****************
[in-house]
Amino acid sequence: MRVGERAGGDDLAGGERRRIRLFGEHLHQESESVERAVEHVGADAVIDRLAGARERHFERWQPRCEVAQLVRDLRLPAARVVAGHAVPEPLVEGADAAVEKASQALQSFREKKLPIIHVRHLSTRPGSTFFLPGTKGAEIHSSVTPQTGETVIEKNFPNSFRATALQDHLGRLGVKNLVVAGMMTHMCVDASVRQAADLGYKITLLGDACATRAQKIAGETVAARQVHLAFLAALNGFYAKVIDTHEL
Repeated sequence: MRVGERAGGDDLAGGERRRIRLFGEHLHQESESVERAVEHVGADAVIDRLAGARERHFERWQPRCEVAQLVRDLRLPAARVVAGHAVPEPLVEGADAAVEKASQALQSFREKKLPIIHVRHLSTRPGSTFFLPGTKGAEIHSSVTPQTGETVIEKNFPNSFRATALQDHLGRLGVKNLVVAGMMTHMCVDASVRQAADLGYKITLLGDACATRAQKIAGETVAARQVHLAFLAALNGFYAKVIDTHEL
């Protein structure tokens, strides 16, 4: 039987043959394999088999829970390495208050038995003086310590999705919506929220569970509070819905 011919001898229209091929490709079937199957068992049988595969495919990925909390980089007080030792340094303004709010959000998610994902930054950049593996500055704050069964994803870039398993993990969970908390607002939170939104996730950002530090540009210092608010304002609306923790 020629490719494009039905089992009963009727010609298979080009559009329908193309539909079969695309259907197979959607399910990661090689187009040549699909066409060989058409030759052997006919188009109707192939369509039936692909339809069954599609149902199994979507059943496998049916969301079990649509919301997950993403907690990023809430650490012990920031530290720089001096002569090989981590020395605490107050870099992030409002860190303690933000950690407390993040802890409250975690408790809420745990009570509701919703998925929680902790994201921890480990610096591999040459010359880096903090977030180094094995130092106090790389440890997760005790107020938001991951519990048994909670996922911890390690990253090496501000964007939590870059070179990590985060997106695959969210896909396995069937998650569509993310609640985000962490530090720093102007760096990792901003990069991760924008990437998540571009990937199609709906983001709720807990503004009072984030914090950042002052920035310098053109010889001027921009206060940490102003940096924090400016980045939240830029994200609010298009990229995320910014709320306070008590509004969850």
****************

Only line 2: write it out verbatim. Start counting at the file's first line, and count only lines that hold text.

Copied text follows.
Amino acid sequence: MRVGERAGGDDLAGGERRRIRLFGEHLHQESESVERAVEHVGADAVIDRLAGARERHFERWQPRCEVAQLVRDLRLPAARVVAGHAVPEPLVEGADAAVEKASQALQSFREKKLPIIHVRHLSTRPGSTFFLPGTKGAEIHSSVTPQTGETVIEKNFPNSFRATALQDHLGRLGVKNLVVAGMMTHMCVDASVRQAADLGYKITLLGDACATRAQKIAGETVAARQVHLAFLAALNGFYAKVIDTHEL